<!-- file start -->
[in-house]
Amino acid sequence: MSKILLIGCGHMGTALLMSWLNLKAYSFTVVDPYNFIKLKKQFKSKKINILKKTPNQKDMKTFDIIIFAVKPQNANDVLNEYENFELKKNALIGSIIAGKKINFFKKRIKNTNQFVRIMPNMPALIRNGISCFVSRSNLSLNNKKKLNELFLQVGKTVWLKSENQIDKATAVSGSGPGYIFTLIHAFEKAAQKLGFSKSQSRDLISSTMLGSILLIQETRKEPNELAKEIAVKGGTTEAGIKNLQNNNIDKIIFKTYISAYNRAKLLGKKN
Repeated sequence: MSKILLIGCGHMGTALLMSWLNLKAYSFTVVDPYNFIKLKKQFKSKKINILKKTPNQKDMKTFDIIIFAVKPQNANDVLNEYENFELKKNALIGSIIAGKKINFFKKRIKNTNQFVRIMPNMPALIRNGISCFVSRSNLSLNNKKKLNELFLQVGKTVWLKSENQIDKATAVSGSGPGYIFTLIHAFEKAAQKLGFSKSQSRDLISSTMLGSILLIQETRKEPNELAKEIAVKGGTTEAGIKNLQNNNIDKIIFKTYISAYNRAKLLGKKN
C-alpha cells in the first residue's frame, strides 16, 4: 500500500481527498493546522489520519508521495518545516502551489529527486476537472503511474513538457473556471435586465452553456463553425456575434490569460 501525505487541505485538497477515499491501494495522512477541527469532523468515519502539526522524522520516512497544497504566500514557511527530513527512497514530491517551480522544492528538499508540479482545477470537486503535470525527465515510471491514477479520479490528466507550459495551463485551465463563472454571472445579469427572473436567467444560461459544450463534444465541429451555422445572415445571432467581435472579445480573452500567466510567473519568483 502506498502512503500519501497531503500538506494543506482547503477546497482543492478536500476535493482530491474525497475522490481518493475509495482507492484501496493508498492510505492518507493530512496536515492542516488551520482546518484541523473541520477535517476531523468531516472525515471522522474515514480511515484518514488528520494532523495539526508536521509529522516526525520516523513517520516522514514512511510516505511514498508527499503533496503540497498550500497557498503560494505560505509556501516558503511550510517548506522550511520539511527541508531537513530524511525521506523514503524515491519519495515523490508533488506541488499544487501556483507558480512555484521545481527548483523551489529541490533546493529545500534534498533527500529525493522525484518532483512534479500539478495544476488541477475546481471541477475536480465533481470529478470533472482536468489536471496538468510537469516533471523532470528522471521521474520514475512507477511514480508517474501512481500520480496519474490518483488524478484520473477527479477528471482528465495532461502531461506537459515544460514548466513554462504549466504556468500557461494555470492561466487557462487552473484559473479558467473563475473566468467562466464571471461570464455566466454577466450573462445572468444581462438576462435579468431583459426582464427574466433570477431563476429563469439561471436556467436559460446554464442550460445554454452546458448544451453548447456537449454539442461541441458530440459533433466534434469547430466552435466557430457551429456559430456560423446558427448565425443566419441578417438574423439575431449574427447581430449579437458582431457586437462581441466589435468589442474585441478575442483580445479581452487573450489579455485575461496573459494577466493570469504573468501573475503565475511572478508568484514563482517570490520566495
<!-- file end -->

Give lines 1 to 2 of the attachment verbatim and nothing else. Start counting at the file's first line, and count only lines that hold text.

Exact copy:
[in-house]
Amino acid sequence: MSKILLIGCGHMGTALLMSWLNLKAYSFTVVDPYNFIKLKKQFKSKKINILKKTPNQKDMKTFDIIIFAVKPQNANDVLNEYENFELKKNALIGSIIAGKKINFFKKRIKNTNQFVRIMPNMPALIRNGISCFVSRSNLSLNNKKKLNELFLQVGKTVWLKSENQIDKATAVSGSGPGYIFTLIHAFEKAAQKLGFSKSQSRDLISSTMLGSILLIQETRKEPNELAKEIAVKGGTTEAGIKNLQNNNIDKIIFKTYISAYNRAKLLGKKN